I was in the grocery store and an elderly lady asked if my son could do a favor for her. I said yes, although I wasn’t quite sure what the favor would be. It was an automatic response, not thinking that whatever she asked, he might not be able to do.
I guess I should have thought about it. She asked if he could tie her shoe for her. It seems like it wouldn’t be a big deal, except it was. See, at 10 years old, my autistic son can’t even tie his own shoes, let alone someone else’s.
Welcome to my world.
I can’t even count the number of times, or describe the way it feels, when I watch other children my son’s age do things that he can’t do. He can’t participate in a football or basketball game with his peers because he doesn’t correctly process or follow the rules. Instead, he’d rather make his own rules.
The same goes for video games. Sure he likes them, but he prefers randomly pushing the buttons, rather than understanding the concept and playing a game to try to win. His behavior is in many ways very different from other kids his age, and the older he gets, the wider the gap seems.
There are occasions when other children want to include him, and I’m grateful for those times. Once I have explained to them how he is different, they usually want to be helpful, or at the very least, understanding. They join him in his world instead of expecting him to do things their way. Sometimes, though, children have a hard time wrapping their mind around the fact that he doesn’t act like them, especially when he does things that invade their personal space.
I try to focus on the things that my child can do, rather than those things that make him different from society. It’s not always easy, but accepting and loving him for who he is means appreciating the gifts God has blessed him with. He is super-intelligent and his memory for the things that interest him is excellent.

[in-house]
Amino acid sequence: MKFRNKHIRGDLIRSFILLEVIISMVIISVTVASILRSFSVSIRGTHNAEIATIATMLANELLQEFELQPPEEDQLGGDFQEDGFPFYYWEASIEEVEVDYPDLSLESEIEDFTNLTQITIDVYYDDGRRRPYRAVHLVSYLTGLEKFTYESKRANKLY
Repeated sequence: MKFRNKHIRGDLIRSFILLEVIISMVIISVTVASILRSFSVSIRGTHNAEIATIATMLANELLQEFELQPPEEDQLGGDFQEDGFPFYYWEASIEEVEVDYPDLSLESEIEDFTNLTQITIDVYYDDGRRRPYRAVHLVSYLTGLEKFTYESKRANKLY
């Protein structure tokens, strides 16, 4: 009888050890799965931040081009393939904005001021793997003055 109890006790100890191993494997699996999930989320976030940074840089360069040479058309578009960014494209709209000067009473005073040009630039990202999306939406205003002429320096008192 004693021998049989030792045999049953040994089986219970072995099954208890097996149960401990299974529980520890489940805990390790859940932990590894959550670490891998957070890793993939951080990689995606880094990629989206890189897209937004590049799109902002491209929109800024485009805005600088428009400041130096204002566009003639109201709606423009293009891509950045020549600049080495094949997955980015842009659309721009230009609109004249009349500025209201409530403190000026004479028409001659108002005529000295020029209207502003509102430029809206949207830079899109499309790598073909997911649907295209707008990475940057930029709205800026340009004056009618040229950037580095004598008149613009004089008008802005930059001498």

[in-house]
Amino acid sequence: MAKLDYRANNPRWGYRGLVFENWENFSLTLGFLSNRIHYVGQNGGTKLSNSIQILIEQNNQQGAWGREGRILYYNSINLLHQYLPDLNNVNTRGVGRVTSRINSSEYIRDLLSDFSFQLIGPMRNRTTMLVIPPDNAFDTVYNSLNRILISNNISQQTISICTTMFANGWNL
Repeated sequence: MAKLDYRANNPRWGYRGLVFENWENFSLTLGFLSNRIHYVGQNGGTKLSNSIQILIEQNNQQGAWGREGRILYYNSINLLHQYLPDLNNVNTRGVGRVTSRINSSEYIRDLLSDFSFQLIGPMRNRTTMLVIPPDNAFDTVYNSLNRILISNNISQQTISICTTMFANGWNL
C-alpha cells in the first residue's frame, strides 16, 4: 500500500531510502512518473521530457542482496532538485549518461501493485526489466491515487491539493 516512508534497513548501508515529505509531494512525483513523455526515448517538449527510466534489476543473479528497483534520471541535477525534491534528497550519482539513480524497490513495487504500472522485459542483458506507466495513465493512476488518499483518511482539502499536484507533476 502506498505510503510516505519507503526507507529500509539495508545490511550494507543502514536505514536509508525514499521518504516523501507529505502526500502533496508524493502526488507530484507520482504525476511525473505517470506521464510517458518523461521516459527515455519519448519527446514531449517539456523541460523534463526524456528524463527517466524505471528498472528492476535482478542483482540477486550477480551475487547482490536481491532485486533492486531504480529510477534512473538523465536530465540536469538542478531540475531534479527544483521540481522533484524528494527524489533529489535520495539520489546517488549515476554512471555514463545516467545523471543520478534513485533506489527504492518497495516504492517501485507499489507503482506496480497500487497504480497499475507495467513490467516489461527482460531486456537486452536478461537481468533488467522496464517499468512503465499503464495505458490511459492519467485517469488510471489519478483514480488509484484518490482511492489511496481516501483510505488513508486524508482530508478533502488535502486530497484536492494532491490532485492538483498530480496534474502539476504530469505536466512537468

Even though his thought process may be different from mine, he is great at figuring things out. He is very happy and full of energy, which wears me out sometimes, but I thank God he has the ability to walk, run and play. Even though he doesn’t really have conversations with me, he can talk. He can ask and answer some questions, and although sometimes it’s not easy for him, we can get through the basics.
There are times, though, like the day in the grocery store when he couldn’t tie the lady’s shoe or when I see other children playing together while he plays alone, that I get kind of sad. I think it’s natural as a parent to want to see our children function at the same level as their peers.
Of course we want to see them make friends and develop relationships, and it’s a hard pill to swallow when they can’t do that.
As he approaches his teenage years, I really don’t know what to expect. The thought of puberty scares me. However, I know I’m not the first parent to travel this path, and I won’t be the last.
I’m just bracing myself for the unknown, and finding the joy in it as we go along.